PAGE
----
The 2013 Retirement Confidence Survey has been released by the Employee Benefit Research Institute. The findings expose severe problems among retirement savers.
The retirement planning experts are relentless in their gloom and doom predictions for baby boomer retirements. Sadly, the data appear to back up these pessimistic predictions. Can anything be done?
The “Can I retire?” assessment (sometimes characterized as the “Will I be able to retire?” quiz) typically distills down to three basic parts. The first part is a principle: We want the freedom to spend “x amount” every year while I am retired. (We also want our spending to keep pace with inflation, of course.) The second part requires a careful look at (and accurate quantification) of your current retirement nest egg. Third, we have the payoff question: Can I safely generate at least an “x amount” of income from my retirement nest egg until I die?
As we move through our gradual glide path to eventual retirement, my goal is to show a steady increase in our net worth. I’m not looking to hit home runs. I just want to be sure that when the day come, our nest egg is large enough to support our retirement spending plan.
Forbes likes to publish online slide shows in the personal finance domain. A recent slide show topic: “10 Terrible Pieces of Retirement Advice.” I read it and take issue with some of it. Let’s see if you agree or disagree with Forbes or with me.
Social Security retirement benefits are a target of fiscal cliff spending cut advocates. One specific proposal is to modify how cost of living adjustments are made to annual Social Security retirement benefits. I don’t get it.
It is estimated that 10,000 baby boomers are retiring every day. Most will depend heavily on Social Security retirement benefits. Particularly for a married couple, the decision on when and how to claim Social Security can be complex. This has resulted in the launch of services designed to advise you on how to maximize Social Security retirement income, based on your individual circumstances. I like the concept and will probably use one or more of these services when I approach full retirement age. I turn 62 next month but I already know I will not claim that early.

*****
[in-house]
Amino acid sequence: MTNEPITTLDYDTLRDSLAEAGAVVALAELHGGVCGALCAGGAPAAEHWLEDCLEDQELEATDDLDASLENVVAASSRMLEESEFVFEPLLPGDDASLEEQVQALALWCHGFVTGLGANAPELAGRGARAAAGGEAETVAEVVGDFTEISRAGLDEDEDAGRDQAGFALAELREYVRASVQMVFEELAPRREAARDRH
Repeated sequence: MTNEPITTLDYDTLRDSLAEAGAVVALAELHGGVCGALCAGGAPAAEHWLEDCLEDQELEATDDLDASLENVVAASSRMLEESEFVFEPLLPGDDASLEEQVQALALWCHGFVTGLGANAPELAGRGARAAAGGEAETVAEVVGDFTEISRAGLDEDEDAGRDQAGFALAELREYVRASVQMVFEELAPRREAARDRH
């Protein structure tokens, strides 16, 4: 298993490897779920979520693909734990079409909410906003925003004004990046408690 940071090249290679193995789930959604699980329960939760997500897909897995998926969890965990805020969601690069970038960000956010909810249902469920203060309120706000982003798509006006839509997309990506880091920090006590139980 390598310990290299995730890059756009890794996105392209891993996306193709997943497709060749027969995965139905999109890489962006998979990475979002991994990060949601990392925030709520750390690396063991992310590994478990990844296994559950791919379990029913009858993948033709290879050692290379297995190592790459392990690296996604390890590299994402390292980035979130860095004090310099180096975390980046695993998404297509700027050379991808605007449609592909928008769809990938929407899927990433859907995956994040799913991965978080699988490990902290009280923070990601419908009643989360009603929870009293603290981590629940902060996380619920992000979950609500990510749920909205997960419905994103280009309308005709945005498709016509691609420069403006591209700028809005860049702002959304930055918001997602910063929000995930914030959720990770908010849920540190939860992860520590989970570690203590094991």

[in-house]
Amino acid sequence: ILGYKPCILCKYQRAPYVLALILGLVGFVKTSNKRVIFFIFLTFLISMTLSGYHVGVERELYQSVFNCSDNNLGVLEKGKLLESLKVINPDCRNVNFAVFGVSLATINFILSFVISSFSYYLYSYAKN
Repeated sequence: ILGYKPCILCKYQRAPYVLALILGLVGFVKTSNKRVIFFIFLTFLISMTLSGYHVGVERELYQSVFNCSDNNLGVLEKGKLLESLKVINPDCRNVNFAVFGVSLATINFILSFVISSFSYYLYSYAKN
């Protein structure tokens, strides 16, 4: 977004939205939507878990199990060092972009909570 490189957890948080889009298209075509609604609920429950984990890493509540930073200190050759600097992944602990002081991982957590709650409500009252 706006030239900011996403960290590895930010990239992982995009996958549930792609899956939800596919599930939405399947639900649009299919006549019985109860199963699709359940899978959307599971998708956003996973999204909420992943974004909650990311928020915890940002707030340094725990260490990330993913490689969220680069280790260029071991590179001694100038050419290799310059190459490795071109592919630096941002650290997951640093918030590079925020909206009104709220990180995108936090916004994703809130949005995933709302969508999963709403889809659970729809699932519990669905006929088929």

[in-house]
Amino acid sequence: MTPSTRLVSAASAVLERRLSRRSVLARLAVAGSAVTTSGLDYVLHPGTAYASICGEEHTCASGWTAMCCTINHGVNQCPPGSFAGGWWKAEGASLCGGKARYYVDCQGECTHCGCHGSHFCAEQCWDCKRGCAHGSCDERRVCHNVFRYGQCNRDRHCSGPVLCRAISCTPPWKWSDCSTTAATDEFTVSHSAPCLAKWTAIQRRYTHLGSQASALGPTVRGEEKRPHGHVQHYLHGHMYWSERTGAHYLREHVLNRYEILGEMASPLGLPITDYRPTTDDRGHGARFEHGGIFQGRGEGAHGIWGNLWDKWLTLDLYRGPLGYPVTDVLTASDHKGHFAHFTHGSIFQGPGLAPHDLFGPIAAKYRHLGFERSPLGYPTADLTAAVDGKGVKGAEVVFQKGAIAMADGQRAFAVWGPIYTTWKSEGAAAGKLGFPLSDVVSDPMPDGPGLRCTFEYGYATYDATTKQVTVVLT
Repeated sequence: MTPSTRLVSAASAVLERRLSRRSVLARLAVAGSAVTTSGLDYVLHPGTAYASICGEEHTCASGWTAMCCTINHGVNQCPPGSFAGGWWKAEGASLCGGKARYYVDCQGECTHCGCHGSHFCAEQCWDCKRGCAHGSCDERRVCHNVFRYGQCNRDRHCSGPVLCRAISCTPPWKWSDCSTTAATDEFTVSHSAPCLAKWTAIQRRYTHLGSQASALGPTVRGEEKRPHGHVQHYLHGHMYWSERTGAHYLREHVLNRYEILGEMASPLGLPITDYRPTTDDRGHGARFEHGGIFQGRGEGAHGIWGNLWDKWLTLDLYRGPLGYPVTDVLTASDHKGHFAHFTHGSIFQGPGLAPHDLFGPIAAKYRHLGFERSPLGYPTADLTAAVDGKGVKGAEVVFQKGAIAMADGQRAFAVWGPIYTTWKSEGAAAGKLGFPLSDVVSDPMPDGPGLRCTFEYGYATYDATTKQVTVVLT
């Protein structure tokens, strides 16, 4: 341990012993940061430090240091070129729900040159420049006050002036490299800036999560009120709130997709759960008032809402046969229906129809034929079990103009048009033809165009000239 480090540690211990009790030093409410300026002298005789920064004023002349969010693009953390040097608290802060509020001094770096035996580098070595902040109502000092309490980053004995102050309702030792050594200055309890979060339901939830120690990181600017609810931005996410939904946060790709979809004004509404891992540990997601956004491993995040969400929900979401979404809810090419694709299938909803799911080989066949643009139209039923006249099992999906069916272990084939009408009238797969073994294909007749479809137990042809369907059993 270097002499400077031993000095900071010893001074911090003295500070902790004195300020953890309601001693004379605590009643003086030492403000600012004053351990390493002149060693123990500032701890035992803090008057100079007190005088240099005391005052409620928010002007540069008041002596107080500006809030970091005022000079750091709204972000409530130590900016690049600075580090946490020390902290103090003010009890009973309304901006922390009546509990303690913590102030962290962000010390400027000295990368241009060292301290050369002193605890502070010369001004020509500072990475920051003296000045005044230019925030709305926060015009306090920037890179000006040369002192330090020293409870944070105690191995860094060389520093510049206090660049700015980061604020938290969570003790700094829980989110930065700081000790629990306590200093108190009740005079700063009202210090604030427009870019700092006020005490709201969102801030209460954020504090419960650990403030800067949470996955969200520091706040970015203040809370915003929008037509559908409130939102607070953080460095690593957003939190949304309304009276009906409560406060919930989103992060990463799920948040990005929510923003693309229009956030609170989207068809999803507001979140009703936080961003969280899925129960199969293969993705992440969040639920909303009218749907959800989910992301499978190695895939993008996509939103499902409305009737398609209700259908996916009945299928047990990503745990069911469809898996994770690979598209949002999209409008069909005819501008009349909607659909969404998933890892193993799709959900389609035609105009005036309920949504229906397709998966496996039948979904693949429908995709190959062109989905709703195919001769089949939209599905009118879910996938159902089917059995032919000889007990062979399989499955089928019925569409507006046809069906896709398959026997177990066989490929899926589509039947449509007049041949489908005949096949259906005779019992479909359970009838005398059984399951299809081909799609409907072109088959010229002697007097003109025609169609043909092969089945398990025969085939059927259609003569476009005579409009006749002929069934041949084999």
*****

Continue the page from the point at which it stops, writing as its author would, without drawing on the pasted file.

Have you read about the “4-box strategy” for matching your retirement income to your retirement expenses? You should because it makes sense for the careful planner worried about retirement income survival.
A researcher (Ph.D. in Economics) with the National Graduate Institute for Policy Studies has recently published a provocative paper on how to most efficiently produce retirement income. A somewhat radical conclusion is that for a 65 year old married couple using a 4% withdrawal rate to meet retirement spending needs, bonds (or bond funds) should not be part of their retirement portfolio.
Time again for a brief update of our retirement portfolio performance and net worth progress. Monitoring and quantifying these changes is my way of systematically evaluating whether we are improving the financial aspects of our retirement readiness.